Mark Walker is a Baptist minister, so his explanation as to why he and other Republican congressmen survived a mass assassination attempt isn’t surprising.
“God’s hand of protection was on that field that day,” said Walker, who represents North Carolina’s 6th Congressional District.
“Let me say on behalf of our guys, when you live through an assassination plot it’s a little unnerving,” Walker said. “It should have been, on paper, a massacre that morning,”
Walker, a Greensboro resident first elected to Congress in 2014, lamented the seething partisan feelings in today’s political climate.
“We live in a day of hate, don’t we? The hate has just become a feverish pitch,” Walker told an audience June 17 at the Civitas Institute’s Conservative Leadership Conference in Raleigh.
He said Twitter now features the hashtag #HuntRepublicanCongressmen. He said he read an article in the Huffington Post saying it was disappointing only one pro-life member of Congress was shot.
Walker was the starting pitcher for the Republican baseball team that came under heavy rifle fire on a community baseball field June 14 while taking practice in preparation for an annual congressional charity game against Democrats.
The shooter, James Hodgkinson of Illinois, died after a chaotic shootout with members of House Majority Whip Steve Scalise’s security detail. David Bailey, a Capitol Police officer and N.C. Central University graduate, and another Capitol Police officer returned fire.
Walker asked his audience to continue praying for Scalise, who suffered a life-threatening gunshot to his hip, a congressional staff member, a lobbyist, and Capitol Police officer Crystal Griner. All were shot by Hodgkinson.
“Steve has gone through some valleys the last couple of days” to the point of life and death, Walker said. “He is bouncing back.”
It is vital for conservatives to stand for truth now rather than pull back or return the vitriolic behavior, he said.
“We can stand for those values, we can stand for those principles, yet we can accomplish this with great statesmanship,” Waker said. People of faith need to use that spiritual filter to make the conservative message resonate.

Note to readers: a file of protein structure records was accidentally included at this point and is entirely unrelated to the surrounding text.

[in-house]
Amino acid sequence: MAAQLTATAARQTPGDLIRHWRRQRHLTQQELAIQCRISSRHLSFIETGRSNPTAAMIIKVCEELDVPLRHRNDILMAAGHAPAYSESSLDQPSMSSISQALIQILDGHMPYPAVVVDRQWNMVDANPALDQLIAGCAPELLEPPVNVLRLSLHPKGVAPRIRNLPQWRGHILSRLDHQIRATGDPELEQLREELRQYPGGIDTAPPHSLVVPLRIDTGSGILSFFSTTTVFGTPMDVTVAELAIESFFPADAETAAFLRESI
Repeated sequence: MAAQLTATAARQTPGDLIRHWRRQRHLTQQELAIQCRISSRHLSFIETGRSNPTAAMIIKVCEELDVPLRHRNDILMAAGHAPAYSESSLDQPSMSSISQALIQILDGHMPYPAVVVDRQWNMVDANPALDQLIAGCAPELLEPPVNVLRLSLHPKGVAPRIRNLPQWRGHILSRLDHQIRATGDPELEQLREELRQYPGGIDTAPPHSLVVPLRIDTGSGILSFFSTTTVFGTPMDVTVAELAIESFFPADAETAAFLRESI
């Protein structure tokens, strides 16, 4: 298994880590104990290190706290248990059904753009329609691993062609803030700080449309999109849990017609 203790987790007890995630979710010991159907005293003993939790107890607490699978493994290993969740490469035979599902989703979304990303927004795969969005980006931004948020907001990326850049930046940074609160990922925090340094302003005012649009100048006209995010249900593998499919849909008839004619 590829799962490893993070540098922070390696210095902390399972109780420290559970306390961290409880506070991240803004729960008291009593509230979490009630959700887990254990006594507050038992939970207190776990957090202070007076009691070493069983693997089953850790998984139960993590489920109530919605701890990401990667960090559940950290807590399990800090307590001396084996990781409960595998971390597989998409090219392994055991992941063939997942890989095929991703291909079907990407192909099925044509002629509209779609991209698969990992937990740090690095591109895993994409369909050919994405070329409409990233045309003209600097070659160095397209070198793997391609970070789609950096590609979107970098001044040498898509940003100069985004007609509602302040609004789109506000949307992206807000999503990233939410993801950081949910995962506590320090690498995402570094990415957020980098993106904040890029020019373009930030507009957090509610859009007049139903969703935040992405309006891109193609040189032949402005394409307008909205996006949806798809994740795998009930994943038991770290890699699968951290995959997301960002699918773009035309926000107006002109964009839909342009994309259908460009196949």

Rather than avoid communities that don’t share those values, now is the time to engage them, and share conservative ideas, he said.
He said he’s not going to back off his pro-life stance advocating for the unborn in the face of the threats. He and other Republicans will continue advocating for personal and fiscal responsibility, and strong national defense.
Walked pointed to fellow Republican Rep. Mark Meadows, who represents the state’s 11th Congressional District. Walker said they serve together on the House Oversight Committee.
“We just recently had a hearing on ‘Fast and Furious,’ and we refuse to let some of this stuff go,” Walker said.
They want to hold former U.S. Attorney General Eric Holder accountable for the Obama-era federal gun trafficking scheme that allowed weapons to be sold illegally to Mexican drug cartels. One was used to slay U.S. Border Patrol agent Brian Terry, and Walker said his family deserves justice.
Returning all education to the states remains a very important goal for him.
“If you want to see success, any time that we can localize government we have a chance to make it more functional,” Walker said.
Although it gets little media mention, Walker said the House has passed 158 bills, the most in the past four or five administrations, and President Trump has signed 37 of those into law.
“So when you hear that this administration is not doing anything, that’s the most bills signed into law … since Ronald Reagan became president,” Walker said, and most of them roll back regulations. “Things are happening in Washington, D.C.”